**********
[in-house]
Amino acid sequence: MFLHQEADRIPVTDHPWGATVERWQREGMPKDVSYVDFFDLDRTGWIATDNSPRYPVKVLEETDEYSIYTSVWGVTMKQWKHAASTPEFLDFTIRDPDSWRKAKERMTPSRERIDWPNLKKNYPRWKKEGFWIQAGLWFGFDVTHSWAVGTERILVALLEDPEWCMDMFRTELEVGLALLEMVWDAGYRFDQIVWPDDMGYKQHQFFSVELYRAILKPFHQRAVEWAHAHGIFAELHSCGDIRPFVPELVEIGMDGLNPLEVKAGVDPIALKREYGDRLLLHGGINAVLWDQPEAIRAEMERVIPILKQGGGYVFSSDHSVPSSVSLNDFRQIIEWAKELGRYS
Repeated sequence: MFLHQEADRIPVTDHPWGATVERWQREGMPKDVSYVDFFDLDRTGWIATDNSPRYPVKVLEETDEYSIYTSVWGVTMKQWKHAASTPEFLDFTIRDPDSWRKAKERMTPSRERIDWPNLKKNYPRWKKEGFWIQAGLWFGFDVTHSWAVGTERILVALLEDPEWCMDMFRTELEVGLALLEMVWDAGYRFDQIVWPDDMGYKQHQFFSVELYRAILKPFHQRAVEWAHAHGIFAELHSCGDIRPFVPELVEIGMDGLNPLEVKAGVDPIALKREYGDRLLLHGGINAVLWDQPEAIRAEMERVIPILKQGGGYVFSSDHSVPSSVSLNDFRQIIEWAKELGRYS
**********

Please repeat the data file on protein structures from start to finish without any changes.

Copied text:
[in-house]
Amino acid sequence: MFLHQEADRIPVTDHPWGATVERWQREGMPKDVSYVDFFDLDRTGWIATDNSPRYPVKVLEETDEYSIYTSVWGVTMKQWKHAASTPEFLDFTIRDPDSWRKAKERMTPSRERIDWPNLKKNYPRWKKEGFWIQAGLWFGFDVTHSWAVGTERILVALLEDPEWCMDMFRTELEVGLALLEMVWDAGYRFDQIVWPDDMGYKQHQFFSVELYRAILKPFHQRAVEWAHAHGIFAELHSCGDIRPFVPELVEIGMDGLNPLEVKAGVDPIALKREYGDRLLLHGGINAVLWDQPEAIRAEMERVIPILKQGGGYVFSSDHSVPSSVSLNDFRQIIEWAKELGRYS
Repeated sequence: MFLHQEADRIPVTDHPWGATVERWQREGMPKDVSYVDFFDLDRTGWIATDNSPRYPVKVLEETDEYSIYTSVWGVTMKQWKHAASTPEFLDFTIRDPDSWRKAKERMTPSRERIDWPNLKKNYPRWKKEGFWIQAGLWFGFDVTHSWAVGTERILVALLEDPEWCMDMFRTELEVGLALLEMVWDAGYRFDQIVWPDDMGYKQHQFFSVELYRAILKPFHQRAVEWAHAHGIFAELHSCGDIRPFVPELVEIGMDGLNPLEVKAGVDPIALKREYGDRLLLHGGINAVLWDQPEAIRAEMERVIPILKQGGGYVFSSDHSVPSSVSLNDFRQIIEWAKELGRYS